Author: Willis Jacobson
Published: Oct 01, 2019
Military leaders, active-duty personnel and civilian partners gathered at Vandenberg Air Force Base on Tuesday morning for the unveiling of a new command at the base that is expected to play a significant role in the United States’ defense efforts beyond Earth.
The Combined Force Space Component Command was formally established during an hourlong ceremony at the base that also included the unfurling of the command’s new flag and the assumption of command by Maj. Gen. Stephen Whiting, who will lead the unit. The Combined Force Space Component Command, which will have branches at three other military installations, will serve under the recently established U.S. Space Command.
“I’ve watched the maturity of space operations here at Vandenberg up close for many years, and the next stage of growth is without a doubt the most significant in joint and combined force history,” Whiting said during the ceremony.
The establishment of the Combined Force Space Component Command is unrelated to the U.S. Space Force that has been proposed by President Donald Trump as the nation’s sixth military branch.
The Combined Force Space Component Command, which will be headquartered at VAFB, has a stated mission to “plan, integrate, conduct, and assess global space operations in order to deliver combat relevant space capabilities to combatant commanders, coalition partners, the joint force and the nation.”
At VAFB, that work will take place at the Combined Space Operations Center that was established in 2018 with partners from allied nations, including the United Kingdom, Canada and Australia.
Other installations that will have a major role in the Combined Force Space Component Command include the Missile Warning Center at Cheyenne Mountain Air Force Station, Colorado; the Joint Overhead Persistent Infrared Center at Buckley Air Force Base, Colorado; and the Joint Navigation Warfare Center at Kirtland Air Force Base, New Mexico.
Gen. John Raymond was named the commander of the new U.S. Space Command by President Trump during a ceremony in Washington, D.C., in late August. Although more than a month had passed since that public acknowledgement of the U.S. Space Command and its Combined Force Space Component Command, Raymond said Tuesday that it was important to have a ceremony at VAFB, particularly with the servicemen and women, including those from allied nations, in attendance.
“The way I describe it is like we went to the justice of the peace and made it official, and now we’re back for the church service in front of family and friends,” he said.
He then turned his attention to the military personnel and civilian partners in attendance and told them directly: “This is your organization — you’re the ones that are going to make this organization soar to even greater heights than it is today.”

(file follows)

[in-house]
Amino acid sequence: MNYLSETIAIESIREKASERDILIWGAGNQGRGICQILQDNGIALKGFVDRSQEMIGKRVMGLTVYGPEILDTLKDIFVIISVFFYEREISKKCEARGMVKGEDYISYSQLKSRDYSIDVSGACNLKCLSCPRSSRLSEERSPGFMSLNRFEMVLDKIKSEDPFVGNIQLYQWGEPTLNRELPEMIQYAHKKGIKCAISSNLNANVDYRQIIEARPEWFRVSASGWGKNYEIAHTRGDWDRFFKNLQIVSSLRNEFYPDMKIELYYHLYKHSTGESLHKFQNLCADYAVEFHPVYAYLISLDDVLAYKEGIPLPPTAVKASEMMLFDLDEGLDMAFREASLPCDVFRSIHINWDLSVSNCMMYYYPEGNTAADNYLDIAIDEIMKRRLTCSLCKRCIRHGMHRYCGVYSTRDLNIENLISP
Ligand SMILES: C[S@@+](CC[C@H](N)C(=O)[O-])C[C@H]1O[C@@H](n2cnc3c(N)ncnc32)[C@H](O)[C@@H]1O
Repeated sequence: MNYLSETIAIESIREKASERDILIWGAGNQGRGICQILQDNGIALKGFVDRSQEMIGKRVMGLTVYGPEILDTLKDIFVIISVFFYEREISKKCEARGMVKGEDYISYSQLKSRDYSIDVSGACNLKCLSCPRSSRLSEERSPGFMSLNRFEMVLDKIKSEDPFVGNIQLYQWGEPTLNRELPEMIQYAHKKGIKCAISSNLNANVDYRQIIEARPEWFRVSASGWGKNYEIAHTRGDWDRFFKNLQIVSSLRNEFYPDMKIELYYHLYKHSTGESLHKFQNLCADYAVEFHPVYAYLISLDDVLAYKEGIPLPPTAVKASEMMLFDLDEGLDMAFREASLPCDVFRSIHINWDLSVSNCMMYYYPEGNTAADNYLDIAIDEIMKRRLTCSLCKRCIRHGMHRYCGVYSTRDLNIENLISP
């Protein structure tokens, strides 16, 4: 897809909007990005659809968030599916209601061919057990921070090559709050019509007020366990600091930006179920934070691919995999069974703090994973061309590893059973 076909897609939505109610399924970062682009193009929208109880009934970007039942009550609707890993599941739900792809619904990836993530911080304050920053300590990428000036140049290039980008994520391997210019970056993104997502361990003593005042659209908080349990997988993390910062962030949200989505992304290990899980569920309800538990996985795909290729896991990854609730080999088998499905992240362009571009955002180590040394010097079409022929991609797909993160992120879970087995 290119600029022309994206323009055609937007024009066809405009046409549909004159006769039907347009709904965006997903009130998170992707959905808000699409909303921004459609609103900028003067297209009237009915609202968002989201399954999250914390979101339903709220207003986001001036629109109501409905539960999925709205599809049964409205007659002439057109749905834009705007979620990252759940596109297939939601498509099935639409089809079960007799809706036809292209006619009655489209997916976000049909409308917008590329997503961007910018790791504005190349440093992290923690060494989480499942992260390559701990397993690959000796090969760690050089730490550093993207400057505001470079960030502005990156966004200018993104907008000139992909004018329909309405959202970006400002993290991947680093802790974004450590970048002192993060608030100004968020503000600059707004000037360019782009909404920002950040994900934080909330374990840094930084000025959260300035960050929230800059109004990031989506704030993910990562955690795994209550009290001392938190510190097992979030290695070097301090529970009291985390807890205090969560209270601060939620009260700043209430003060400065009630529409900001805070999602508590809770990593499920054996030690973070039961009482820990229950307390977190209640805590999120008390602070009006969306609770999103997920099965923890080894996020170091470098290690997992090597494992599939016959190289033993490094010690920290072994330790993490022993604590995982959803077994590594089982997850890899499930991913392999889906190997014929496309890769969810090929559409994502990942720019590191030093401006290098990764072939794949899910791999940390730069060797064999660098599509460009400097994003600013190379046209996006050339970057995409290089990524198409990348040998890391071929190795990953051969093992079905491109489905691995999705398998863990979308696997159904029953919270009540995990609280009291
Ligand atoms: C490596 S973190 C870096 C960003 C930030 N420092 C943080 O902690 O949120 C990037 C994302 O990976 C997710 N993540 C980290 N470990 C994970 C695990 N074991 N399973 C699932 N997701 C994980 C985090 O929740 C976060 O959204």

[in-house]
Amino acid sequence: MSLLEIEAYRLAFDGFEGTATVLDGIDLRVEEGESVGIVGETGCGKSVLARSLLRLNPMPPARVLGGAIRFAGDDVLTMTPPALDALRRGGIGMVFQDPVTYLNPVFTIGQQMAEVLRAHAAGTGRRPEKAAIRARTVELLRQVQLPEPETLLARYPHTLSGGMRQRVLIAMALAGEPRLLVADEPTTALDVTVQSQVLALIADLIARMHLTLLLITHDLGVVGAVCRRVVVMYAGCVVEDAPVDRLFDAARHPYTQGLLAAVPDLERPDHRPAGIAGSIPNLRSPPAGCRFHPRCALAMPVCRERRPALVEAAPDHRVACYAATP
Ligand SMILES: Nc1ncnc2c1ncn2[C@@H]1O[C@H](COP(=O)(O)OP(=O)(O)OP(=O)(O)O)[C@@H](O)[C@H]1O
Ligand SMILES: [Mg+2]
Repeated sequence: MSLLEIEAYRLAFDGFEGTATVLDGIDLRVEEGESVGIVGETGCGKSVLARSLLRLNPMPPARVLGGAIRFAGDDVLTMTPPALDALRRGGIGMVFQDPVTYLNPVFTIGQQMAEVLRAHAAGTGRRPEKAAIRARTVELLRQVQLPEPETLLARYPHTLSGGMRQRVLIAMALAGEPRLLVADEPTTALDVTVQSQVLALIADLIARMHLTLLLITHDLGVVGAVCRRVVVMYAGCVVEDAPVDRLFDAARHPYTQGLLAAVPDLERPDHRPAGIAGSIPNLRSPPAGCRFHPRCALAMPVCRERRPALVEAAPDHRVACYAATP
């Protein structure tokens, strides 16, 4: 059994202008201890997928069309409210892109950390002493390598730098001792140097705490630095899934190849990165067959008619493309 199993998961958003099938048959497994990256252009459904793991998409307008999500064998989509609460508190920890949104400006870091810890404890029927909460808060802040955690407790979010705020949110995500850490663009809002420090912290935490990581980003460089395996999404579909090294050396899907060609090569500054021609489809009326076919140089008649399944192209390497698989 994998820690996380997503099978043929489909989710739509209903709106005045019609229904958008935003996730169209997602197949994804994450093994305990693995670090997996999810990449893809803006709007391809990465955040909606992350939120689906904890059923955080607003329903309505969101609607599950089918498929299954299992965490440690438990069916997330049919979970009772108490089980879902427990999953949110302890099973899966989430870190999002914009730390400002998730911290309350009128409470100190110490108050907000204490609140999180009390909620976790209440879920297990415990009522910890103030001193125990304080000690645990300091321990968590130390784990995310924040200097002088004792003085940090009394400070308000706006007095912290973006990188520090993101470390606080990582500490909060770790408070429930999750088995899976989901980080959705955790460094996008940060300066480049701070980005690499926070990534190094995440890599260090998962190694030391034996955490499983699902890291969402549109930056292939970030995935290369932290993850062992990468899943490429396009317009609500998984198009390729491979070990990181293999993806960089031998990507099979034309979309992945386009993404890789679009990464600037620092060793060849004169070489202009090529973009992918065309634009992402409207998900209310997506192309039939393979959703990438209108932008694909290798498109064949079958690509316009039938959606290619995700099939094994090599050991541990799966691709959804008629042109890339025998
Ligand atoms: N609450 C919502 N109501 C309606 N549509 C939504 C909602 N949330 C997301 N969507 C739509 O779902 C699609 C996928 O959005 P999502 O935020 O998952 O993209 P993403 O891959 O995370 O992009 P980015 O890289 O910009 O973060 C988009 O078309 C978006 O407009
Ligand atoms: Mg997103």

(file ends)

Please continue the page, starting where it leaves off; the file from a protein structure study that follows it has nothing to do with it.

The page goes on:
Raymond said the goals of the new command can be described by four Ds:
Defend space capabilities;
Deliver those space capabilities; and
Develop ready and lethal space forces.
Raymond noted that other countries and forces have in recent years ramped up efforts to catch up to the U.S. when it comes to space capabilities. Those potential adversaries, he said, are growing both economically and militarily and have their sights set on taking away the advantages that the U.S. and its allies enjoy in space.
“Today we send them a very strong message … that they’re not going to succeed,” Raymond said. “Today is a huge step forward to preserving the advantages of space for every American, for every citizen of our allied nations — we are the best in space, and today, with our partners, we’re even better.”
Raymond noted that the U.S. does not necessarily want to engage in warfare in space. The country would like to prevent that, he said.
But, he added, “if deterrence fails, we cannot assume that U.S. and allies’ space superiority is a given. This national imperative demands that we be prepared to fight and win. … Our national security depends on it.”
Whiting, whose office will be at VAFB, said after the ceremony that it “remains to be seen” if the new restructuring will lead to more personnel being stationed at VAFB. He noted, however, that “some of our key allied partners, like the United Kingdom, have already agreed to send additional people here, so we’re going to see more international presence and then over time we’ll see if it brings in additional U.S. military presence.”
Whiting, who is also the commander of the 14th Air Force at VAFB, said he was excited for the future and to remain on the Central Coast.
“American dominance in space has never been surpassed — and never will be,” he said.